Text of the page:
Two hours before I left for two weeks in France, I acquired a new Android tablet. Unbeknownst to me, my husband had purchased his first iPod the day before and decided to take neither his old Android nor his laptop with him. So it wasn’t until we got to the airport that we each learned that the other was traveling with an entirely new device, and I didn’t realize until we got to Paris that he didn’t have his familiar Android with him. Of course, the reason I didn’t take mine was because I had trouble downloading new books the morning we left, couldn’t update the very old device, and went out and bought the cheapest and most appealing thing I found at the nearest office supply store, which luckily for me was the Google Nexus, which I like a lot.
But there we were, in another country with completely unfamiliar devices. Not only that, but Google got too smart for us, sensed our location, and connected us to google.fr, which wouldn’t let either of us into our existing Yahoo email accounts for 3 days. It also decided that the apartment we rented in Paris was my home address and the one we rented in Nice was my work address – though I didn’t find this out until I got home and opened my traffic-monitoring app.
Oh what fun, to be sitting on the terrace of the Pompidou Center staring at a screen instead of the view. I was trying to appreciate the view, but I was drawn to the screen again and again, deeply anxious, unable to let folks know we had arrived (something I never worried about before ubiquitous connectivity – they just had to assume I had), cut off from news from home, such as confirmation from the catsitter that she could operate the locks, find the food, that Scarlatti hadn’t escaped, etc. (humans can take care of themselves, the cats have become dependent) . . . . Neither of us could make our device, or Google, see reason.
For some reason, Google relented two days later, for both of us on different devices almost simultaneously, and neither of us had done anything to which we can attribute the change. We can’t even draw a lesson from this. Was it the new devices? Was it the all-powerful, leave-it-to-us Google? (I won’t go into the rest of the awful Google story, and for the record, I am still excited, in a good way, about the Google sensor-driven car.)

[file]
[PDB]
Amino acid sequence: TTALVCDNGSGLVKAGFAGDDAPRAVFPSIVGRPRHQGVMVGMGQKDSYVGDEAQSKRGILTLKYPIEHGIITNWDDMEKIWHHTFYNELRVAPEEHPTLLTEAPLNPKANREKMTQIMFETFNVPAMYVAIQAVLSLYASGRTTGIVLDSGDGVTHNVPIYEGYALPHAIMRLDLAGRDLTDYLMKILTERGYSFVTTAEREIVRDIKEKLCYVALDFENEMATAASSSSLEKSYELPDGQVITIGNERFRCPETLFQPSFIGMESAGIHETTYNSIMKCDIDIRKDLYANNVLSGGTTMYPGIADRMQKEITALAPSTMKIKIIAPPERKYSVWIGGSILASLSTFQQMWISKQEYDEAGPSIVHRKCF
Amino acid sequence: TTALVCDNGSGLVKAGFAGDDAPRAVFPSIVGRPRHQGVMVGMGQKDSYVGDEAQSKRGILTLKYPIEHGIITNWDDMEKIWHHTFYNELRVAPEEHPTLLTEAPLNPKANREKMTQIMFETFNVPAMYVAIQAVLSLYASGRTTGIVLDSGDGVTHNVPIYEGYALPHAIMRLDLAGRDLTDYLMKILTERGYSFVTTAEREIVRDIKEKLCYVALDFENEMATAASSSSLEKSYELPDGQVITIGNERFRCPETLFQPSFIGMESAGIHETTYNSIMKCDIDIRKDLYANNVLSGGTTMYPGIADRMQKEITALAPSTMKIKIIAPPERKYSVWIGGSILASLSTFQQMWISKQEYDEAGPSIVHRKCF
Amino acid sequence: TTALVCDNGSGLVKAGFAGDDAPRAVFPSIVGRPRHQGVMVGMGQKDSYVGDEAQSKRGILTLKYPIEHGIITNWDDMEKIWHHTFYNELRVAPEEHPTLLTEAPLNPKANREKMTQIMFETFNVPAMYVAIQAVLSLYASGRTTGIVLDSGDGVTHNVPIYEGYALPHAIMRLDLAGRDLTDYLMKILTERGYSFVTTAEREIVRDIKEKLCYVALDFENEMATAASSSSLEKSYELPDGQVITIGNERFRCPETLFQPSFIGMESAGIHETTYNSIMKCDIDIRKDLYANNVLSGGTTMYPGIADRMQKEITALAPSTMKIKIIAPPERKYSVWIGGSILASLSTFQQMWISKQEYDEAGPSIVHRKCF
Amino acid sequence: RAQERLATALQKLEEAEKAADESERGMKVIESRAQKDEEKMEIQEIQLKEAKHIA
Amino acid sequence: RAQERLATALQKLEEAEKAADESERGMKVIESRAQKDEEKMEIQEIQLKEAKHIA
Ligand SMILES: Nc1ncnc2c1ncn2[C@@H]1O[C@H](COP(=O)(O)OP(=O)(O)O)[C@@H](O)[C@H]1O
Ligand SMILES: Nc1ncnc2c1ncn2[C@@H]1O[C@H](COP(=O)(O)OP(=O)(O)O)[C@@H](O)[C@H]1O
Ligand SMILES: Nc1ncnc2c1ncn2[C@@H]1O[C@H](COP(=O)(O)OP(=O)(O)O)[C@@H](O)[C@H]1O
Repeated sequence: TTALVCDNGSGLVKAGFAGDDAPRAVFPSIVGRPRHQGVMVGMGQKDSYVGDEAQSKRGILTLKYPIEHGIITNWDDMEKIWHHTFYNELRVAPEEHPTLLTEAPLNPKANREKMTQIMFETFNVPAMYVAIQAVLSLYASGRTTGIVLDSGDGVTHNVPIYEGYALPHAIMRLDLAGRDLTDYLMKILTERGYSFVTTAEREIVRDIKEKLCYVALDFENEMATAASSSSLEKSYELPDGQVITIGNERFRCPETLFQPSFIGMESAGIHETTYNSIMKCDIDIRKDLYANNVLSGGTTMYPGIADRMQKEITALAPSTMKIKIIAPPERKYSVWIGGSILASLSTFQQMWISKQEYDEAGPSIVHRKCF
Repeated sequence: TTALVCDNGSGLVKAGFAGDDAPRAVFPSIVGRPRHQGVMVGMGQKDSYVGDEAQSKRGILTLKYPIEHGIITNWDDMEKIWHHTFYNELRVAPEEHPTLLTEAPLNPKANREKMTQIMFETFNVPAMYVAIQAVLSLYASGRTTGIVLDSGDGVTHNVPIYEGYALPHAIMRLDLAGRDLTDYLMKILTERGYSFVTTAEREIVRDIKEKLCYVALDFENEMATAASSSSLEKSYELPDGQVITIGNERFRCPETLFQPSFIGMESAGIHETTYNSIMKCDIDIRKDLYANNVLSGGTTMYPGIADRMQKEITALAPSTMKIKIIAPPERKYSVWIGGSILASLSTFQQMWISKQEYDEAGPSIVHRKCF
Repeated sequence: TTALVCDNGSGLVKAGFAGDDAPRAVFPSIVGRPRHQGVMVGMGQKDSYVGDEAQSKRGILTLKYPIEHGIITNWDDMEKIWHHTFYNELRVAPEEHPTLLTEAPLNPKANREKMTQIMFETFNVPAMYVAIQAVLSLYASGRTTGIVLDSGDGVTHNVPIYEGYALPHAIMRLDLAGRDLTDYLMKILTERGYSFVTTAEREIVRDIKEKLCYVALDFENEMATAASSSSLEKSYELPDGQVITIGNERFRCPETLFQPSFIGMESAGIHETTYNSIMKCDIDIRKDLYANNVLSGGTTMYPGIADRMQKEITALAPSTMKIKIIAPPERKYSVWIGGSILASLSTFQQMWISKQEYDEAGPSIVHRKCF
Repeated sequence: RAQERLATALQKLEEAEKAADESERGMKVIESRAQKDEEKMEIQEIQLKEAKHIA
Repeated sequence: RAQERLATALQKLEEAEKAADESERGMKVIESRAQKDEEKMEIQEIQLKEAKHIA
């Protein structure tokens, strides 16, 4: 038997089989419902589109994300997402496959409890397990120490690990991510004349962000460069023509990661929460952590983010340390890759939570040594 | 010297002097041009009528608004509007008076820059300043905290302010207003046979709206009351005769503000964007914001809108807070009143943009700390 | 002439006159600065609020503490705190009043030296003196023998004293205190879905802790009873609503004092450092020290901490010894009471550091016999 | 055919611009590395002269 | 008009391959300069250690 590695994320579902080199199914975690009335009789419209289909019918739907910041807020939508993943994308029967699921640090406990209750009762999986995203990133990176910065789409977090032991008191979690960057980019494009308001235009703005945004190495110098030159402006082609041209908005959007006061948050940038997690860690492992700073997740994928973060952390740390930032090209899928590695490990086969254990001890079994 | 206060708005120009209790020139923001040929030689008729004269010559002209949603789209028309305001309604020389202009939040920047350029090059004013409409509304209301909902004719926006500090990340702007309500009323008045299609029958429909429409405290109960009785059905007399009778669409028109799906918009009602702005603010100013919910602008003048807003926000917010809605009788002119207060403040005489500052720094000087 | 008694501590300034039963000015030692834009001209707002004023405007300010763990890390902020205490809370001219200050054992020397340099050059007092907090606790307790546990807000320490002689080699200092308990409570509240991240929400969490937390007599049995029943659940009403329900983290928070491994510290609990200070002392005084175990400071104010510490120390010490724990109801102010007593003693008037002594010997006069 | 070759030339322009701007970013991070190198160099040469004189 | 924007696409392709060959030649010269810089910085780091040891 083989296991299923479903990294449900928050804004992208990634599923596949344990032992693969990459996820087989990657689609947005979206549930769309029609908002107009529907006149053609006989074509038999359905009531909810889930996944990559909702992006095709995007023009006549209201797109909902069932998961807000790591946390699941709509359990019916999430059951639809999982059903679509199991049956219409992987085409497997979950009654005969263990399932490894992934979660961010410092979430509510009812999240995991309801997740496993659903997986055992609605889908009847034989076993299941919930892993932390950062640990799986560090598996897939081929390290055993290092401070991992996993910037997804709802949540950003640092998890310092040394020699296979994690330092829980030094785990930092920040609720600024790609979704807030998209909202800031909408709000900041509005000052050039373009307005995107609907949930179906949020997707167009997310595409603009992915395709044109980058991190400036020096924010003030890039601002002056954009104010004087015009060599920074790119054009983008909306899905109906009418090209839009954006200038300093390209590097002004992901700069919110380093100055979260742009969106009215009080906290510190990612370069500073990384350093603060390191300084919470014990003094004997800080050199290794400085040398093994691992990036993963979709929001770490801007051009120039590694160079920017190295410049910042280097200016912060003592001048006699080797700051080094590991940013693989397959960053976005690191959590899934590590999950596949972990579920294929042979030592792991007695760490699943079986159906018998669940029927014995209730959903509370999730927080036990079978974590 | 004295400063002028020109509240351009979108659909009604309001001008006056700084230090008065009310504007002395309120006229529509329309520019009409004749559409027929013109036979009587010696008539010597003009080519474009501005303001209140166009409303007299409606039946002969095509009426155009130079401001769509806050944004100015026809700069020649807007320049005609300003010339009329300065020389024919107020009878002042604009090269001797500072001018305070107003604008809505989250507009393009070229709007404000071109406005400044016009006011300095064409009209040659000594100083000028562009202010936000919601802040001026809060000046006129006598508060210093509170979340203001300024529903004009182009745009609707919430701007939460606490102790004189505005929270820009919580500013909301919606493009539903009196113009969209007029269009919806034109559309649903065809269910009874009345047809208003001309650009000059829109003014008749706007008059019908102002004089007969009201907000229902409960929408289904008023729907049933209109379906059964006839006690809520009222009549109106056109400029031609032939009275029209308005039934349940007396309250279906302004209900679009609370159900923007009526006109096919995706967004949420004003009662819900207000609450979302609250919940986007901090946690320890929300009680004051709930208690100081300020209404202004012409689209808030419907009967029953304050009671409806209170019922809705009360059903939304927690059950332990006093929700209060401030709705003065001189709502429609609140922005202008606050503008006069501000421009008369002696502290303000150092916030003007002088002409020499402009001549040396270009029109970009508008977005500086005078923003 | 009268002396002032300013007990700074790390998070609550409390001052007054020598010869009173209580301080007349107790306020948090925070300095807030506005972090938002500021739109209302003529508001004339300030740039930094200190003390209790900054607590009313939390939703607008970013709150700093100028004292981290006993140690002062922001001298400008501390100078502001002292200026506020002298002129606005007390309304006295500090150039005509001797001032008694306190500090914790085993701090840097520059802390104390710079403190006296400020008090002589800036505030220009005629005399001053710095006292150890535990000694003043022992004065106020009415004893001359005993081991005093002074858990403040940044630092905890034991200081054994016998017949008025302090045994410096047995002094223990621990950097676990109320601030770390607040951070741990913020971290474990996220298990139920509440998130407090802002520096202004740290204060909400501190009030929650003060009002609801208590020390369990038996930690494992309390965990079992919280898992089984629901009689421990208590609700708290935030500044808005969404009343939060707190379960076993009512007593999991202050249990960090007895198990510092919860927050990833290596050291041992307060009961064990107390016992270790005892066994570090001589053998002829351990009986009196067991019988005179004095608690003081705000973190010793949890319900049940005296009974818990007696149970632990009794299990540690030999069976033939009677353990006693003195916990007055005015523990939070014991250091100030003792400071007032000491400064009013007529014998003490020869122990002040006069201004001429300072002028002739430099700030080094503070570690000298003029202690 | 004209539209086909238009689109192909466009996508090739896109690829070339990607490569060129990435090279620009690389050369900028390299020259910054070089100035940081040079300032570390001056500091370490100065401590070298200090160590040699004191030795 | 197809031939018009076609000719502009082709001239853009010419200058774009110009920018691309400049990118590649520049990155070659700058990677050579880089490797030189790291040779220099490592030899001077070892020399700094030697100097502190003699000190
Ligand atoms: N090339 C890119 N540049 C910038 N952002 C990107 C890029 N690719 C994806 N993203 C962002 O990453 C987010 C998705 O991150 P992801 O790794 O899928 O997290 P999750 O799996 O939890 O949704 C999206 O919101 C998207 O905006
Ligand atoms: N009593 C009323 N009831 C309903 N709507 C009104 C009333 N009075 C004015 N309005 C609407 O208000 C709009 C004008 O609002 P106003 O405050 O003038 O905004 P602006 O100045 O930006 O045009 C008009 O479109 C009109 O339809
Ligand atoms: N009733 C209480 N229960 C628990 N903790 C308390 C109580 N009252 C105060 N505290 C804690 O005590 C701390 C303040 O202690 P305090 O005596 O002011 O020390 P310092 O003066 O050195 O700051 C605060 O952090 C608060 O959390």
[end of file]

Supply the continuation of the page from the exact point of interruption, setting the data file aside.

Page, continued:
I love the Google Nexus tablet, if I don’t love Google’s mysterious machinations. It’s light, slim, elegant, a good size to read from (still hard to type on, though much better than a phone). It survived two weeks without even a screen protector, much less a case. One of the essential books I downloaded was a detailed guide to the history of the buildings and streets of Paris (Thirza Vallois, Around and About Paris, v.1) so that I could stumble on the streets better even as I learned who had fought over Marguerite de Valois (no relations to Thirza that I know of) in which house.
Of course I had saved restaurant suggestions in Evernote, which is also where I put my own daily notes and photos. Having Evernote on the phone is great, because after I take a picture, the “share” function on the camera offers two suggestions: email and Evernote. The tablet is a much better workplace for annotating photos in Evernote before I forget what they are, though I did that in the evening, not on the street. I can type well enough on the phone to add a few clumsy notes in Evernote.
That was a vacation use, but it suggests that the same use of Evernote could be made in photo-based research. I find that these days, I resent carrying even a laptop, with the extra weight of battery and case, which probably amounts to 10 lbs all told. The difference between the 3 lbs. total (absolute maximum) of the Google Nexus and the 10 lbs. of the laptop is just astonishing. ( I am astonished at my querulousness, considering that the first machine I ever carried into the field weighed around 40 lbs. – this was in the late 1980s, when I worked for the World Bank and dragged this monster to several West African countries – but I am nearly 25 years older now.) Of course, the difference in bulk is a big consideration these days as well – a laptop counts as a whole piece of carry on luggage, while the phone and tablet go in my purse, and the cords go in the carry-on.
I didn’t mean to invest in another Android at this point; I was going to wait and get a Windows 8 tablet and a Windows 8 laptop, since I need a new laptop desperately. But I am glad I did. The Nexus allows me to do a certain amount of work-related reading and writing. I think that the developers of some of the programs I use for PKM will produce Android versions in the not-too-distant future. I have hopes for Webspiration, for example, which I have just signed up for. Various kinds of information mapping are key PKM functions for me, and I have high hopes for Webspiration, the corporate and higher-ed version of Inspiration, which has long been around in the education market. I’ll report on my adventures with this program shortly.
Oh, and I have added a protective cover to the Nexus, which takes away a bit of the fun but none of the function.